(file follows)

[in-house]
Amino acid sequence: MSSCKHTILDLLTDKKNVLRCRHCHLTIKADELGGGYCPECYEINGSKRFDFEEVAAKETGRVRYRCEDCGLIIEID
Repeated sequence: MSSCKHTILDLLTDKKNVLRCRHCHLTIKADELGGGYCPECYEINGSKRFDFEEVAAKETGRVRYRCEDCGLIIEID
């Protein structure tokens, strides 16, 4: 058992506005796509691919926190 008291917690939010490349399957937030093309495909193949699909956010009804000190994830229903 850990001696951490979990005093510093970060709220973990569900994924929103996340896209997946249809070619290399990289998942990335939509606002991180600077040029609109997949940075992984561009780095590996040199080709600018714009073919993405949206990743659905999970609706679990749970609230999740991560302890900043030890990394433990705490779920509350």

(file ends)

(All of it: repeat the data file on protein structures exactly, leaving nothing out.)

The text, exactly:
[in-house]
Amino acid sequence: MSSCKHTILDLLTDKKNVLRCRHCHLTIKADELGGGYCPECYEINGSKRFDFEEVAAKETGRVRYRCEDCGLIIEID
Repeated sequence: MSSCKHTILDLLTDKKNVLRCRHCHLTIKADELGGGYCPECYEINGSKRFDFEEVAAKETGRVRYRCEDCGLIIEID
């Protein structure tokens, strides 16, 4: 058992506005796509691919926190 008291917690939010490349399957937030093309495909193949699909956010009804000190994830229903 850990001696951490979990005093510093970060709220973990569900994924929103996340896209997946249809070619290399990289998942990335939509606002991180600077040029609109997949940075992984561009780095590996040199080709600018714009073919993405949206990743659905999970609706679990749970609230999740991560302890900043030890990394433990705490779920509350």